Hardware in-line proxy

Here’s an idea:

Instead of a software launcher, and proxy setting in the browser, why not a in-line plug or router, between ones local network and the Internet?

With such a device, the use of SAFE becomes completely transparent to the user. The device proxies *.safenet domains to SAFE network and passes everything else through.

“Manage Permissions” and “Settings” would be browser-based.

It might be a Raspberry Pi in a case, with an ethernet port on each side, and a couple of LEDs to indicate power and that it has passed a connectivity test.

Thanks for the link. I suppose you are referring to the project called Mammoth. But that looks quite ambitious with various functions and generality beyond SAFE.

I was thinking of something far simpler, that just proxies to SAFE network and nothing more. Since a Raspberry is a Linux computer, then the task reduces to hacking the launcher to run on it.

  • If you’re going to spend $50 on a dumb proxy device, you may as well add $25 or $50 and get a real multifunction product.
  • How much are those embedded Tor proxies selling for and who buys them? I’ve never heard of anyone who even noticed that product, let alone bought one.
  • Pi doesn’t have two network ports. It has one 100Mbit port and (potentially) a WLAN interface, so the performance would be poor. Who would want to spend money on that?
  1. The simple device could be done much sooner.

  2. SAFE has possibilities of vast scale, in both home and business, for which a fancier device might not be needed. Many of the client devices wouldn’t even be computers, but, say, something that needs internet-of-things access or some bulk storage.

There are embedded Tor proxies?! I must get one! :slight_smile: In any case, there are “only” a couple of million Tor users and that number seems fairly constant. Users – Tor Metrics There are more potential SAFE clients.

It has a USB interface, to which a USB-network adapter can be added.

Could the FreedomBox function as this type of thing?

My hope has always been to join a mesh network with a FreedomBox which is also farming for SAFE Network. I assume that those building FreedomBox would incorporate SAFE Network in whatever way they can. I’m not suggesting that a FreedomBox be required to access SAFE, btw.

My hope for a FreedomBox/SAFE farming rig is why this NUC thing caught my attention. Thought it might be a good candidate for the job.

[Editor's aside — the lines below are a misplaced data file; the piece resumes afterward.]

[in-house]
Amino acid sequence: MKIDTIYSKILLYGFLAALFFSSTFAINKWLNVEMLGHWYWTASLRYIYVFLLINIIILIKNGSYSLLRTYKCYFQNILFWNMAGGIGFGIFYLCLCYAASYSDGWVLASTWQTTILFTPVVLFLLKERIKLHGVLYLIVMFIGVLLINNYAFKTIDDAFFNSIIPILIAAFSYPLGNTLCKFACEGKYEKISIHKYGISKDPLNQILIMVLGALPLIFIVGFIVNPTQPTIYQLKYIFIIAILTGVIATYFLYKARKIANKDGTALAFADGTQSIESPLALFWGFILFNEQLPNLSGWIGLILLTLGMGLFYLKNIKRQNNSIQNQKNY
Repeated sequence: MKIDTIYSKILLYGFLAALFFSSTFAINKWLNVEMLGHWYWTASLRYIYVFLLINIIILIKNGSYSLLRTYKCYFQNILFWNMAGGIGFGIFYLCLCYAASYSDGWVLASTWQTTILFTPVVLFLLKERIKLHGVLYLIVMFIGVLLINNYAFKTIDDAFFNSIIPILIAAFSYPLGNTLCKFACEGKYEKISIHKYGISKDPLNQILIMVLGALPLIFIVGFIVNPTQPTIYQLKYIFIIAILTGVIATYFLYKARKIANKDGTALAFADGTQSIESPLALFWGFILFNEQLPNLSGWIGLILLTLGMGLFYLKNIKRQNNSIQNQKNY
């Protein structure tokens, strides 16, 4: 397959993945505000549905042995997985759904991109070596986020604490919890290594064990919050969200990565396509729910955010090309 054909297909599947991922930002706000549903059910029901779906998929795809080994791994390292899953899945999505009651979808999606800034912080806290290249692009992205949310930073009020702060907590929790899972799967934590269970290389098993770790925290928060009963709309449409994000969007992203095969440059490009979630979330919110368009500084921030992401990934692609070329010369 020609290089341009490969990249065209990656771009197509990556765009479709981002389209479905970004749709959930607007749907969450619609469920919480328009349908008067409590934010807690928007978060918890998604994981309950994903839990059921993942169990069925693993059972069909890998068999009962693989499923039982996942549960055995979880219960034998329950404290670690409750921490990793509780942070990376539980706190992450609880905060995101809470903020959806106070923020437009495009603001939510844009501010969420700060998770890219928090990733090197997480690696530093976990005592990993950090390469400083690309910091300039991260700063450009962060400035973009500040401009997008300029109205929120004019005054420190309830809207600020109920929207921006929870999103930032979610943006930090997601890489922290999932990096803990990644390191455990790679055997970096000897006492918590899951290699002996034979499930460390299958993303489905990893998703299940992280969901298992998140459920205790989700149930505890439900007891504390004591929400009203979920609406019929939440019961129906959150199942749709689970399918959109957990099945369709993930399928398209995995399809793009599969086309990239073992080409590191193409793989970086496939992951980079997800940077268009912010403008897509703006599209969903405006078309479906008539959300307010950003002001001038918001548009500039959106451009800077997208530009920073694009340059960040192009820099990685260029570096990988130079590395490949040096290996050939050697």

The fact that you didn’t know makes me wonder how much thinking you’ve done about this idea. Okay, maybe it’s a lot. Anyway, some of those embedded devices that supposedly enhance your security shipped with serious security flaws and if one looks at the “classic” secure Linux distro (which has no ARM version) Tails, it turns out its security issues are quite frequent. In my experience no one has made a decent product that is affordable, secure and works well.

Which is why anything that looks remotely attractive costs few hundred dollars, and sells to a tiny minority who can afford it.
The rest of us think we can achieve the same by tuning our Pi, which in most cases is not really true but it is cheap.

I think it’s a great idea. There will be many ways to connect to SAFEnetwork, and one or two will blow our minds, just like desktop PCs did, like email did, like smartphones have etc etc :slight_smile:

I studied such ideas, and used Tails, up until about 18 months ago and since then have done other things entirely. Maidsafe was under my radar. A lot has happened in the intervening time and I have some catching up to do. Thanks for the link.

I sell them here: http://anonymos.earthsociety.org

But Janitor is correct, next to nobody buys them. The market isn’t that large … at least for Tor. I do hope SAFEnet goes better.

BTW, my wifi hardware proxy “anonobox” could be adapted for SAFEnet as it’s basically an ubuntu server box.

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My thinking now is that if SAFE storage space is mountable on ones local file system then a local area network might as well just designate one computer (whether server or peer) to connect to the SAFE network via a software agent and then “share” the drive to other computers on the local network.

How is that different from having a traditional file server with backup-to-cloud?

At least in a regular office environment, there is little need for browsing the SAFE Web. What they want to access is stored locally and maybe in some collaborative Web sites.

You need to think about maid/safe much bigger than mere ‘websites’. This is a new paradigm. Look at it more like your tcp or ip stack and even below or actually much more abstract than those. You are calling objects and not servers or fellow nodes. You are calling and referencing content. Proxying only to reach an old world paradigm called websites and domain names is not at all getting even remotely close to the actual stuff named data networking and content centric networking are about.


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Well, it wouldn’t just be drives. I imagine the local server could be running SQUID (i.e., a web proxy and cache) with a SAFE plugin.

Writing a SAFE plugin for SQUID is an idea, for anyone who’s interested.

I’ve not used squid, but if it is anything like privoxy or polipo, then all you have to do is write a rule for it in the config file - no coding. For my Anonobox system all I’d have to do (I think) to include SAFEnet is to install it and write a forwarding rule in privoxy to redirect safenet URL’s to the safenet software.

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I’ll try it with SQUID.

Yes, FreedomBox could be used for this. See Getting maidsafe on the freedombox server for discussion about that specifically.